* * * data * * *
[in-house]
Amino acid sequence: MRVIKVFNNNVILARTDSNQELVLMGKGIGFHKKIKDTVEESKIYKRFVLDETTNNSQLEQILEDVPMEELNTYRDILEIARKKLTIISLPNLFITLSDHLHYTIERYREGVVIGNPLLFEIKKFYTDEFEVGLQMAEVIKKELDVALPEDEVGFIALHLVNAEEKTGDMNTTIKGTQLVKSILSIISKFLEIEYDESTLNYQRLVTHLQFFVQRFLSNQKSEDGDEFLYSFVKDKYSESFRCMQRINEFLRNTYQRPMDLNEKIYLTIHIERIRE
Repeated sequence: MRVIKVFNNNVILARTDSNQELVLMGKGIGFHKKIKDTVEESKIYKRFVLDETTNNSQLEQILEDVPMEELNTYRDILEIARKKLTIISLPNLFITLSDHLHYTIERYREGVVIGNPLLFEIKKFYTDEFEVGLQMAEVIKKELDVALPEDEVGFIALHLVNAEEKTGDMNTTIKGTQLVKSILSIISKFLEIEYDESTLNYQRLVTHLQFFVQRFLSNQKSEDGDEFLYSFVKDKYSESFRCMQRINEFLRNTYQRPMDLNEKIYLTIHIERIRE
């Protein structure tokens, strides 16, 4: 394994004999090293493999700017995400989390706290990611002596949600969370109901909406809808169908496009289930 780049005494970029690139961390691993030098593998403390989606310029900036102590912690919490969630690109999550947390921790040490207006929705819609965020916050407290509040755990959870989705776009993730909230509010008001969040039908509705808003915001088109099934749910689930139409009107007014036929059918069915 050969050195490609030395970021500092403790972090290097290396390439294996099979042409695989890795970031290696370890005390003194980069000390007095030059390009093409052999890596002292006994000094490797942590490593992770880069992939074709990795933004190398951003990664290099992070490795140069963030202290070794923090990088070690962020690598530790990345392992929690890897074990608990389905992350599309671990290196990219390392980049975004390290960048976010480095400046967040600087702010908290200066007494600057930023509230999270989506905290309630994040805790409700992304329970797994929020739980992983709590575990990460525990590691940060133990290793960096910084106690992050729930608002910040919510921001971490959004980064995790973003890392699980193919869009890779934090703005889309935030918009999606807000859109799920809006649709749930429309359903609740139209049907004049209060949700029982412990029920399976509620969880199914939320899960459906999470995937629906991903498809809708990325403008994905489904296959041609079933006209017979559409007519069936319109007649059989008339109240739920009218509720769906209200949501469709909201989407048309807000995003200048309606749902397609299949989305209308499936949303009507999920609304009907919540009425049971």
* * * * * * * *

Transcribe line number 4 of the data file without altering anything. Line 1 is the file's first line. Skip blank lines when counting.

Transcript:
């Protein structure tokens, strides 16, 4: 394994004999090293493999700017995400989390706290990611002596949600969370109901909406809808169908496009289930 780049005494970029690139961390691993030098593998403390989606310029900036102590912690919490969630690109999550947390921790040490207006929705819609965020916050407290509040755990959870989705776009993730909230509010008001969040039908509705808003915001088109099934749910689930139409009107007014036929059918069915 050969050195490609030395970021500092403790972090290097290396390439294996099979042409695989890795970031290696370890005390003194980069000390007095030059390009093409052999890596002292006994000094490797942590490593992770880069992939074709990795933004190398951003990664290099992070490795140069963030202290070794923090990088070690962020690598530790990345392992929690890897074990608990389905992350599309671990290196990219390392980049975004390290960048976010480095400046967040600087702010908290200066007494600057930023509230999270989506905290309630994040805790409700992304329970797994929020739980992983709590575990990460525990590691940060133990290793960096910084106690992050729930608002910040919510921001971490959004980064995790973003890392699980193919869009890779934090703005889309935030918009999606807000859109799920809006649709749930429309359903609740139209049907004049209060949700029982412990029920399976509620969880199914939320899960459906999470995937629906991903498809809708990325403008994905489904296959041609079933006209017979559409007519069936319109007649059989008339109240739920009218509720769906209200949501469709909201989407048309807000995003200048309606749902397609299949989305209308499936949303009507999920609304009907919540009425049971």